Your post and your readers’ comments are what’s magical here, Coleman. Technology is just a tool. And in fact most of us have grown up with all of them. The post office, the typewriter, the telephone, the radio, television, and the transistor. Text, audio, video, and application minimization. The toggle- this- then- that-truth is, it’s market making using last centuries technologies while making us all feel that we’re living in some enlightened new.

Just look-up how the stock market responds to companies pimping “Blockchain” technology. It’s akin to a tulip bubble. And autonomous car technology, just think how much that will change the centuries old insurance industry. That will remake a market.

The point here is that if one were living seventy years ago, you could still turn on electric lights, make a phone call or send a telegram to your mom, listen to music or the news in the comfort of your home, open the refrigerator, turn on central heat, bath in a tub of instant hot water, and then go to the picture show.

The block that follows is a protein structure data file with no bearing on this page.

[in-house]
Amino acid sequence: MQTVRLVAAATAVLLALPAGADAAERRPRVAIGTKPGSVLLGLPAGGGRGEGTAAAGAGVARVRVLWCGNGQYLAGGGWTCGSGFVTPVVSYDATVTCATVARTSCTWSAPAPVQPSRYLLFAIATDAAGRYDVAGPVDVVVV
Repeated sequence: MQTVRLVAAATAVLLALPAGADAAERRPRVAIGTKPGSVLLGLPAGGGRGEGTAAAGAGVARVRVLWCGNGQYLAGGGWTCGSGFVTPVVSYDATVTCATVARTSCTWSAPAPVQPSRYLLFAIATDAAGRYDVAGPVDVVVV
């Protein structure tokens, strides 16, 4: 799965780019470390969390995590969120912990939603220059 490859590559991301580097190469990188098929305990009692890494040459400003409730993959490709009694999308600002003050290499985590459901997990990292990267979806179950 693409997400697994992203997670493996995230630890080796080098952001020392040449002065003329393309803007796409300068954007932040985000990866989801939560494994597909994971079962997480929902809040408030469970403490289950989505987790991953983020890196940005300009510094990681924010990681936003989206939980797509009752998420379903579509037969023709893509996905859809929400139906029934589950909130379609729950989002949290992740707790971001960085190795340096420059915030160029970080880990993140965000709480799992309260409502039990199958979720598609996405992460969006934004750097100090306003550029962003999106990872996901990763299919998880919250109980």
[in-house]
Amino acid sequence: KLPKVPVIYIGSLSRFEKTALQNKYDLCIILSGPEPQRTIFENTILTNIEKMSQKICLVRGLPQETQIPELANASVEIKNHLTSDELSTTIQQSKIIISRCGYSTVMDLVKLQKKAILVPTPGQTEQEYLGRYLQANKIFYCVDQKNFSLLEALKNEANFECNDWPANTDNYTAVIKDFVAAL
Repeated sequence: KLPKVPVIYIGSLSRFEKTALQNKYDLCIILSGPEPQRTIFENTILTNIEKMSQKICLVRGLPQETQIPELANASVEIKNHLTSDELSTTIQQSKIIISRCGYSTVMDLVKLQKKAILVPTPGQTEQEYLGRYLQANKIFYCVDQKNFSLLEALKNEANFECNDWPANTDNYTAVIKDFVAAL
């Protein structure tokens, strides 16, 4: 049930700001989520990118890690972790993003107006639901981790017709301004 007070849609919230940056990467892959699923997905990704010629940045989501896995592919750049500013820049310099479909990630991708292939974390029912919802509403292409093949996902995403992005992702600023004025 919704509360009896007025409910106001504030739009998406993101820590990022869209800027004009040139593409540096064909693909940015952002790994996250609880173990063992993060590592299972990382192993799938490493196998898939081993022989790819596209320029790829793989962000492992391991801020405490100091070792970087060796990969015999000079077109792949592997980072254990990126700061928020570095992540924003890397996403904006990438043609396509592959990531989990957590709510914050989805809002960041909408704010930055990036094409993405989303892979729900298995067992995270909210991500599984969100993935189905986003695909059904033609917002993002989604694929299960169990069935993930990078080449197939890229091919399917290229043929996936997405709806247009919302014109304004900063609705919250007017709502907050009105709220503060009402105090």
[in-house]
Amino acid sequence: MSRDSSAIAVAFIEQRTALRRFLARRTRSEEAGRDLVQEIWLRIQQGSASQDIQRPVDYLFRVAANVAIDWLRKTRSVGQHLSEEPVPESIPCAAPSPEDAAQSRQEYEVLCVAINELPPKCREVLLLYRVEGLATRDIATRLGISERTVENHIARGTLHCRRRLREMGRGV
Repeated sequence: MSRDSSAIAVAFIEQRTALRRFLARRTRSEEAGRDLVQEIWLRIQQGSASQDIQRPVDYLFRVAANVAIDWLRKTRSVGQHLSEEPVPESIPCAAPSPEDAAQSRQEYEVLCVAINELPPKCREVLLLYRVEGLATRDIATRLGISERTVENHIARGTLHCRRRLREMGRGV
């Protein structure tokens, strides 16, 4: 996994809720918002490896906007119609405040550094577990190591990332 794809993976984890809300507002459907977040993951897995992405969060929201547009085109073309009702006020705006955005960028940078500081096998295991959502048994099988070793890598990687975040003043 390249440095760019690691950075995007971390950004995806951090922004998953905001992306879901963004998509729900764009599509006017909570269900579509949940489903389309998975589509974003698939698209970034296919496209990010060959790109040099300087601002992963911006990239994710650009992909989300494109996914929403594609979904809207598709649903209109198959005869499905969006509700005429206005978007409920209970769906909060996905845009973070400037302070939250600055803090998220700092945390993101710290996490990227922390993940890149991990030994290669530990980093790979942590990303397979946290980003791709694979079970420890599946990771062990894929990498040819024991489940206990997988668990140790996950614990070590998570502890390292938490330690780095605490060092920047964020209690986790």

But just seventy years before that, for the most part, your day to day would be void of any of those devices and existence would feel much the same as relatives from the middle ages.

Computer tech is just a reworking of the old stuff to continue necessary economic growth. And those smug little pricks who feel that “woman of a certain age” are just a pain in the ass of this New Brave World of the bit and byte have a rude awakening coming. They are not the cutting edge of anything new. They were born to renovate the existing tech developed by their great to great grand parents. They will live and die centuries away from any era of equal innovation. They think their magic. There just minders.

Nice post Ann.

Ann Coleman is a fine writer. Her site and the post that prompted this reply here.

And my chicken-shit chicken scratch reply was informed by the recent book, The Rise and Fall Of American Growth. Here’s Paul Krugman review of said same.

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